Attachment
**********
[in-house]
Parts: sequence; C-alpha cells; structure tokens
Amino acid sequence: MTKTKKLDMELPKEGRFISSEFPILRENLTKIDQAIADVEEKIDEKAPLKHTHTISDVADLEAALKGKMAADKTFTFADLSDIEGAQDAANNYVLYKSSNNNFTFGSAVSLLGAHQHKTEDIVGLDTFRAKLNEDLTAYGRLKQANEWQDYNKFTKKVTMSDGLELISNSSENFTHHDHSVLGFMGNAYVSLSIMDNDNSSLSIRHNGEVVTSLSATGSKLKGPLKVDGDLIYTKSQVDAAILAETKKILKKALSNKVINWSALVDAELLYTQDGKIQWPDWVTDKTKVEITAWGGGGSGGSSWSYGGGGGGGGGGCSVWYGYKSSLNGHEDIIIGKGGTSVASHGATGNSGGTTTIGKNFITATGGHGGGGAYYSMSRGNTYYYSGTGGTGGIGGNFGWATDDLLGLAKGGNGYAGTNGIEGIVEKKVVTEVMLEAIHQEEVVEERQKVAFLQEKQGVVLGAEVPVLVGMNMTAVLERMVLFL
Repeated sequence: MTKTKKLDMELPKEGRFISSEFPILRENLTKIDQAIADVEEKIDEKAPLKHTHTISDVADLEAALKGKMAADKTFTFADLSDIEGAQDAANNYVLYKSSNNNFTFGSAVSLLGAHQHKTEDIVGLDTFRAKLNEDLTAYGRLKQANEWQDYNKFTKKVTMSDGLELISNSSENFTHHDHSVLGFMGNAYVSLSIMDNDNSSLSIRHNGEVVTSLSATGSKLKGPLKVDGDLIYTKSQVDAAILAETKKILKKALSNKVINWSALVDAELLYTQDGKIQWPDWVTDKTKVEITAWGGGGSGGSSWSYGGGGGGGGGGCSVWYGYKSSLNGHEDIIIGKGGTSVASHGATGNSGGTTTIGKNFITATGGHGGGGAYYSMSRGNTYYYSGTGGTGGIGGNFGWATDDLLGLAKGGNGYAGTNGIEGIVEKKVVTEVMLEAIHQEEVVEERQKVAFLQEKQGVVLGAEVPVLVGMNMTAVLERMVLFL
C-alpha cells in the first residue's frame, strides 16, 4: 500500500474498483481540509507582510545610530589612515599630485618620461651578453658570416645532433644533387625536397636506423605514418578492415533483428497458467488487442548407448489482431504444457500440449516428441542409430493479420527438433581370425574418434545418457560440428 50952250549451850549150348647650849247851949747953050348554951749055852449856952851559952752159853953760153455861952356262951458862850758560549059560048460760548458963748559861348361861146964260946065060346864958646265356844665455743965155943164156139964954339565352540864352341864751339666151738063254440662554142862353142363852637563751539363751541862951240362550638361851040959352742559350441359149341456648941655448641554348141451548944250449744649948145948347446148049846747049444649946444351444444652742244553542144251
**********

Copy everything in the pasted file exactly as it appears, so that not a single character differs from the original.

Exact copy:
[in-house]
Parts: sequence; C-alpha cells; structure tokens
Amino acid sequence: MTKTKKLDMELPKEGRFISSEFPILRENLTKIDQAIADVEEKIDEKAPLKHTHTISDVADLEAALKGKMAADKTFTFADLSDIEGAQDAANNYVLYKSSNNNFTFGSAVSLLGAHQHKTEDIVGLDTFRAKLNEDLTAYGRLKQANEWQDYNKFTKKVTMSDGLELISNSSENFTHHDHSVLGFMGNAYVSLSIMDNDNSSLSIRHNGEVVTSLSATGSKLKGPLKVDGDLIYTKSQVDAAILAETKKILKKALSNKVINWSALVDAELLYTQDGKIQWPDWVTDKTKVEITAWGGGGSGGSSWSYGGGGGGGGGGCSVWYGYKSSLNGHEDIIIGKGGTSVASHGATGNSGGTTTIGKNFITATGGHGGGGAYYSMSRGNTYYYSGTGGTGGIGGNFGWATDDLLGLAKGGNGYAGTNGIEGIVEKKVVTEVMLEAIHQEEVVEERQKVAFLQEKQGVVLGAEVPVLVGMNMTAVLERMVLFL
Repeated sequence: MTKTKKLDMELPKEGRFISSEFPILRENLTKIDQAIADVEEKIDEKAPLKHTHTISDVADLEAALKGKMAADKTFTFADLSDIEGAQDAANNYVLYKSSNNNFTFGSAVSLLGAHQHKTEDIVGLDTFRAKLNEDLTAYGRLKQANEWQDYNKFTKKVTMSDGLELISNSSENFTHHDHSVLGFMGNAYVSLSIMDNDNSSLSIRHNGEVVTSLSATGSKLKGPLKVDGDLIYTKSQVDAAILAETKKILKKALSNKVINWSALVDAELLYTQDGKIQWPDWVTDKTKVEITAWGGGGSGGSSWSYGGGGGGGGGGCSVWYGYKSSLNGHEDIIIGKGGTSVASHGATGNSGGTTTIGKNFITATGGHGGGGAYYSMSRGNTYYYSGTGGTGGIGGNFGWATDDLLGLAKGGNGYAGTNGIEGIVEKKVVTEVMLEAIHQEEVVEERQKVAFLQEKQGVVLGAEVPVLVGMNMTAVLERMVLFL
C-alpha cells in the first residue's frame, strides 16, 4: 500500500474498483481540509507582510545610530589612515599630485618620461651578453658570416645532433644533387625536397636506423605514418578492415533483428497458467488487442548407448489482431504444457500440449516428441542409430493479420527438433581370425574418434545418457560440428 50952250549451850549150348647650849247851949747953050348554951749055852449856952851559952752159853953760153455861952356262951458862850758560549059560048460760548458963748559861348361861146964260946065060346864958646265356844665455743965155943164156139964954339565352540864352341864751339666151738063254440662554142862353142363852637563751539363751541862951240362550638361851040959352742559350441359149341456648941655448641554348141451548944250449744649948145948347446148049846747049444649946444351444444652742244553542144251